Kenneth Roberts’ Memorabilia: Roberts’ Inscription in Antiquamania

A running theme throughout this website is the joy of finding a steal – a Kenneth Roberts’ work in great condition, a hard-to-find work, and even a signed copy of his work. One particular work that is difficult find is his Antiquamania, published in 1928 by Doublday, Doran, & Company. Much harder to find is a signed copy of Antiquamania. According to Roberts in his autobiography – I Wanted to Write – he published the book on antiques while in Italy (the period during which he was building the “American Wing” of his house in Italy). He says of Antiquamania:

even though delightfully illustrated with drawings by Mr. Tarkington, [it] was as unproductive as the other volumes had been. Its circulation was 1,165 (181).

Recently, some new Kenneth Roberts fans – Melissa and Drew – emailed me a picture of their recently acquired copy of Antiquamania that was signed and inscribed by Kenneth Roberts. See the image below (posted with permission):

The inscription reads:

Rare old Currier & Ives print, Flying Ants in September, discovered by Professor Kilgallen is an Arundel lumber pile and presented to Paul Allen by Kenneth Roberts.

Hanover, N.H./October 11, 1937

It appears that the picture at the top of the page is the Currier & Ives print discussed in the inscription. If I had to guess, Roberts’ humor shines forth here, matching the humor of the book itself.

Now, I’m no expert on handwriting, much less Roberts’ signature, but the signature and inscription above appear legit.

In a recent post, I’d posted pictures of signatures that I have (and know to be real), and another signature that I have that appeared to be forged (see the post here). The image on the top is the signature I’m confident is real, and the one on the bottom is the questionable one:

This is a Roberts signature located in a presentation copy of Boon Island.

This is the imprint and signature found in the book I received recently.

After that post, I had someone email me questioning my assertion, and now I am not so confident that the signature is a forgery. I’m not 100% confident it’s Roberts’ signature and inscription, though. I do know that Roberts’ wife Anna helped him considerably in his work, so it’s perhaps Anna’s writing on behalf of Kenneth Roberts (note the “of” in the inscription, as if the writer is writing in the third person. This is not something that someone would do if writing in the first person.). However, I do not have a way of knowing for sure right now. Hopefully more on this later, though!

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Kenneth Roberts the Man: “Curmudgeonly Kenneth Roberts helped generations know their past”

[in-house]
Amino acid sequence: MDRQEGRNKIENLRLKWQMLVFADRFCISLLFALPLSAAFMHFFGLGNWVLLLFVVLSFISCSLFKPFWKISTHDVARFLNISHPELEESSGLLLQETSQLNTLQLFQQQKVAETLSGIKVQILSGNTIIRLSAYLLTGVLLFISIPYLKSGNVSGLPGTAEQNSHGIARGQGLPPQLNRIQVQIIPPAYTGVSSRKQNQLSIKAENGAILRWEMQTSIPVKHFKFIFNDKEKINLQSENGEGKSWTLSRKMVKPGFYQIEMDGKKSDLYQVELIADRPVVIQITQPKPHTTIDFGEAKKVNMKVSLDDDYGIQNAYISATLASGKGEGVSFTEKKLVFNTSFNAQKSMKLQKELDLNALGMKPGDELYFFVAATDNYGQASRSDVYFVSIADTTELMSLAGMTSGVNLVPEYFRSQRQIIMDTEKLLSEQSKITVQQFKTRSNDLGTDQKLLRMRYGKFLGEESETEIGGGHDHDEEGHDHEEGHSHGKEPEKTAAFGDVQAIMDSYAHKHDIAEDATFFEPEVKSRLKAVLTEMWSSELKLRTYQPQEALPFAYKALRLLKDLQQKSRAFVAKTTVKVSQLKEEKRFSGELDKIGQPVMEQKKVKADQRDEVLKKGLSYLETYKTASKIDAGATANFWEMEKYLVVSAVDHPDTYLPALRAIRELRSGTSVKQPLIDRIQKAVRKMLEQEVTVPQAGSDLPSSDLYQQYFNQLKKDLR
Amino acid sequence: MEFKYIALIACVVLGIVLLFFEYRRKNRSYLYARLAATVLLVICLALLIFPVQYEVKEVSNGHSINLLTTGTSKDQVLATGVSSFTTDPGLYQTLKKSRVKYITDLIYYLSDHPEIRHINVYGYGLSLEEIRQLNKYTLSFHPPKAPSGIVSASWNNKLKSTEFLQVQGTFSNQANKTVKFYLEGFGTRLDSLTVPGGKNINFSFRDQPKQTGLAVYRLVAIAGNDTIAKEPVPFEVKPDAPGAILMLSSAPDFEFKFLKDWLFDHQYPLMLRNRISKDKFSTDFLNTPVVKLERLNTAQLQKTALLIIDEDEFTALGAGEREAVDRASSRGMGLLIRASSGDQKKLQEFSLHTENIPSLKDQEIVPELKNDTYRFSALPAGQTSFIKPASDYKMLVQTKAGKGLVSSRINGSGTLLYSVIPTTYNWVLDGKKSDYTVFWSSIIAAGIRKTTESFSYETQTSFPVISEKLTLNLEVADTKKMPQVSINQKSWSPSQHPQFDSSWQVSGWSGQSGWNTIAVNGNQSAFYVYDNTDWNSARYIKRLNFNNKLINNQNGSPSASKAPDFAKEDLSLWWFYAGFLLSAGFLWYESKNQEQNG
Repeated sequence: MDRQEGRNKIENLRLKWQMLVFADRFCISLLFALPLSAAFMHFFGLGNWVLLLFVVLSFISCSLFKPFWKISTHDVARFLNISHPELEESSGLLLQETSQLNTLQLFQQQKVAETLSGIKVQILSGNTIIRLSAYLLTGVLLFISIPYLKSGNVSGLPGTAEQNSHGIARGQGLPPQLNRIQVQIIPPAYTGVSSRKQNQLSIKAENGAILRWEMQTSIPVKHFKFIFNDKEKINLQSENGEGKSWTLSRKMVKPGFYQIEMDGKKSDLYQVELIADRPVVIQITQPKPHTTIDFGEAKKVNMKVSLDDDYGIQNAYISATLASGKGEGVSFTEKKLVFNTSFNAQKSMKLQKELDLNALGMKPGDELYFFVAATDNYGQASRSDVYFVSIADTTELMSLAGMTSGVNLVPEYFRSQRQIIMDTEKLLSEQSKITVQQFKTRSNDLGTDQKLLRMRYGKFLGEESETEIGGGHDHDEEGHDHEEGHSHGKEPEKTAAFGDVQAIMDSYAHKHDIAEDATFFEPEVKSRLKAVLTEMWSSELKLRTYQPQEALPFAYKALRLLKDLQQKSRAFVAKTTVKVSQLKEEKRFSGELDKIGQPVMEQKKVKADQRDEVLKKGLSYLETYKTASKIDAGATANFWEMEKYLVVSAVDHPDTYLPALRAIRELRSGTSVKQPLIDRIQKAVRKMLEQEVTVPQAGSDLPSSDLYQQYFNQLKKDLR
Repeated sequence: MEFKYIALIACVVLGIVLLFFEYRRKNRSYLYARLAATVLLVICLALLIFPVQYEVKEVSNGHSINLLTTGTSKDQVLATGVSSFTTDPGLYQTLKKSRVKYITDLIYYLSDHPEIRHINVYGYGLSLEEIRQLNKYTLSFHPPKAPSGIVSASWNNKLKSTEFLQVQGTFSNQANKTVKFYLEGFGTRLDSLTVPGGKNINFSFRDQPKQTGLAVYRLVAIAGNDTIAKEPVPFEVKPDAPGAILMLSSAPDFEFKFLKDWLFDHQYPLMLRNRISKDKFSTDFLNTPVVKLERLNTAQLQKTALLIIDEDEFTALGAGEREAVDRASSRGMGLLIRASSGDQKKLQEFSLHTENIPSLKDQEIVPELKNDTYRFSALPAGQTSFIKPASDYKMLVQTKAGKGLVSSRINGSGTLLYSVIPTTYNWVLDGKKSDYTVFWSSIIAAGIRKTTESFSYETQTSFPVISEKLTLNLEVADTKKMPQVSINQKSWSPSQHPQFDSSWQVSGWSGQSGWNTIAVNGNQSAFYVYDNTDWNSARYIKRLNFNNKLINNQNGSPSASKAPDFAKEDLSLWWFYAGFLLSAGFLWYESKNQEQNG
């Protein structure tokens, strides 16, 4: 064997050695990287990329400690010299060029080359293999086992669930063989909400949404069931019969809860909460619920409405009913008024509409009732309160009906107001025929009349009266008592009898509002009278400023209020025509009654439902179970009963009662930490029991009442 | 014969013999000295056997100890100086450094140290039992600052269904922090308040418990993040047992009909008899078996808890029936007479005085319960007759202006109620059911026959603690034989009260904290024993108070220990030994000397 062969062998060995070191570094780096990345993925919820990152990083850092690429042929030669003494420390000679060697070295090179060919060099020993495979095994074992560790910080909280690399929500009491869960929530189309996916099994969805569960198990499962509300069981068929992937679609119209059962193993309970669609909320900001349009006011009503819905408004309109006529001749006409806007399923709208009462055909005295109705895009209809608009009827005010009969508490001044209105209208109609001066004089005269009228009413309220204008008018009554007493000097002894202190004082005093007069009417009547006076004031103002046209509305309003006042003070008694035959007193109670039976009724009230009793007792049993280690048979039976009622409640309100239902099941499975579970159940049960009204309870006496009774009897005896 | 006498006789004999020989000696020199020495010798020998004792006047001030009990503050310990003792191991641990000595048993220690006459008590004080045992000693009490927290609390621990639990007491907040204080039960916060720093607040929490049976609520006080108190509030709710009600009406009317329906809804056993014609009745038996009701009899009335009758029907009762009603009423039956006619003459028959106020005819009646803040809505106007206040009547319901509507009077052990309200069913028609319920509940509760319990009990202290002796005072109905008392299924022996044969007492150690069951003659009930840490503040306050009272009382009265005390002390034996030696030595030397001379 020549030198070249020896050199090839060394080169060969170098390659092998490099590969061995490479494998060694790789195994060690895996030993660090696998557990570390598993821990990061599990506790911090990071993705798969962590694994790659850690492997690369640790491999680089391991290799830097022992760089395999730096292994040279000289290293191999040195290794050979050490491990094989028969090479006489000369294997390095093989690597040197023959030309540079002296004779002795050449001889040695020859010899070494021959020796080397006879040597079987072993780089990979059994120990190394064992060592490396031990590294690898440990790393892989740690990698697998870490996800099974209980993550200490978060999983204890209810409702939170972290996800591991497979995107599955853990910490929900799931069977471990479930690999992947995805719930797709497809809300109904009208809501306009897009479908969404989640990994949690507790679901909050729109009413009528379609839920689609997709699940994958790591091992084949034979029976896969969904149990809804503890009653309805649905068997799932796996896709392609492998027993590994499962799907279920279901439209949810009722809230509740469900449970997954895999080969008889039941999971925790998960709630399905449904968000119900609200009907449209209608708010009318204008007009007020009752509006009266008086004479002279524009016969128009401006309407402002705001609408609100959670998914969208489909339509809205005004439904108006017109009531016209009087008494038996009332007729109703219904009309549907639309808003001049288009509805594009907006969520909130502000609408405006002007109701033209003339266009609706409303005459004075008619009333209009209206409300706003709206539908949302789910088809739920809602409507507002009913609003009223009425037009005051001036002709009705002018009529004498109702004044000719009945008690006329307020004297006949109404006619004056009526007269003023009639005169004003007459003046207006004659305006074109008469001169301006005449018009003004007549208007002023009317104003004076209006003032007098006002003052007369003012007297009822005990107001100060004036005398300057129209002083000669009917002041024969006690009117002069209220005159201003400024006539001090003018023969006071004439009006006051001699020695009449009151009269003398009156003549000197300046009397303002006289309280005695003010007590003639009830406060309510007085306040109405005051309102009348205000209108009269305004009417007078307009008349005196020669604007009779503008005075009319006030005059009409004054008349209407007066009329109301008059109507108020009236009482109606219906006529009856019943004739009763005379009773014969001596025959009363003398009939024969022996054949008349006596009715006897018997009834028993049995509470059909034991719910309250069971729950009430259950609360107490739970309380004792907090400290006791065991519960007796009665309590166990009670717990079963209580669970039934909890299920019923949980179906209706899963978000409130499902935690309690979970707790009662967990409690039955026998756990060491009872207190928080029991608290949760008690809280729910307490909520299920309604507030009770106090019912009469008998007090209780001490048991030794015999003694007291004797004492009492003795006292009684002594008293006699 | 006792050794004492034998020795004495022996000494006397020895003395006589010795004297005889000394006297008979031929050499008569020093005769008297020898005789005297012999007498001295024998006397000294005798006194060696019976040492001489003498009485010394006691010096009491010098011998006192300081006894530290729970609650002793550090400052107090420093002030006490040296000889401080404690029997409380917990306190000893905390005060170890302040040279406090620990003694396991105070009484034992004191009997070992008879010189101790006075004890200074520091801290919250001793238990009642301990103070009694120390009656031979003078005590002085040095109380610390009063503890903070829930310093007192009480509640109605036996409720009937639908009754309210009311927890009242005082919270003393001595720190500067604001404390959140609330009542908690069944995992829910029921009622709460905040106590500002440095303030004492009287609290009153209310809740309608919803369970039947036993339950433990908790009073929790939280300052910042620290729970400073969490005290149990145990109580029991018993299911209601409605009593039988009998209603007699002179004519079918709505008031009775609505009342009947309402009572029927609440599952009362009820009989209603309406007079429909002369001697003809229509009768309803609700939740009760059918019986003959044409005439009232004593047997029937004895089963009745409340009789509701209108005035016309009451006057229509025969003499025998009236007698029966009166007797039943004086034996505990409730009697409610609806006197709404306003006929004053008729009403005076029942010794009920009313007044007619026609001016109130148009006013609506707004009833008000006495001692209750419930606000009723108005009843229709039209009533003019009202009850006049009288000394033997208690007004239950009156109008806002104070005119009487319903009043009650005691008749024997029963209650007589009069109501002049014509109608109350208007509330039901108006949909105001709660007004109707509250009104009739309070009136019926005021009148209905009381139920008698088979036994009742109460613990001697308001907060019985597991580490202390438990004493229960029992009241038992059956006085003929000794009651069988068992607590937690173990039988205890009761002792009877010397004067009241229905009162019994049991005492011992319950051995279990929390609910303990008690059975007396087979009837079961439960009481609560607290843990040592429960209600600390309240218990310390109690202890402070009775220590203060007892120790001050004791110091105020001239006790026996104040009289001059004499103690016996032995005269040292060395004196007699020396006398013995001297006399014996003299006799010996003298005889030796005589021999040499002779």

Here’s a great article – “Curmudgeonly Kenneth Roberts helped generations know their past” – on The Working Waterfront on Kenneth Roberts the man (written by Harry Gratwick in the Dec. 07 – Jan. 08).  While most of the info mentioned in the article is familiar to me, he provides to quotes that shed further light on Kenneth Roberts the man.

Kenneth Roberts and American Education:

He had no use for American education: “A mind loaded with little scraps of information on Egyptian history, zoology, oriental art, the poets of the Renaissance and similar intellectual detritus is not trained,” he wrote. “It might be called a human New England attic: A repository of useless and forgotten things.”

Kenneth Roberts on his wife, Anna, whom he apparently loved dearly.  He speaks so fondly of her, I wish I could have met her; she seems to have been a significant key to his success.

In 1911 Roberts married Anna Mosser from Boston, and she must have been a saint. She typed and re-typed his manuscripts, often in unheated apartments during the winter. Until the success of Northwest Passage in 1936, they had very little money. He called her “patient and long suffering'” and he completely depended on her. “Anna says we can’t spend a penny until we get a check from the Post. All writers should learn to live on spaghetti for months on end. It’s delicious”.

At least Kenneth Roberts had a sense of humor.

“Anna says I ought to have a theme song, so I wrote one for her:
I wonder what’s eating him now:
At what he is raging-and how!
I wonder what’s making him squawk and yell,
Beef and howl and roar like hell.
I wonder what next he’ll rewrite?
All day and through most of the night
I wonder what tripe I will next have

Take some time to read this nice article.

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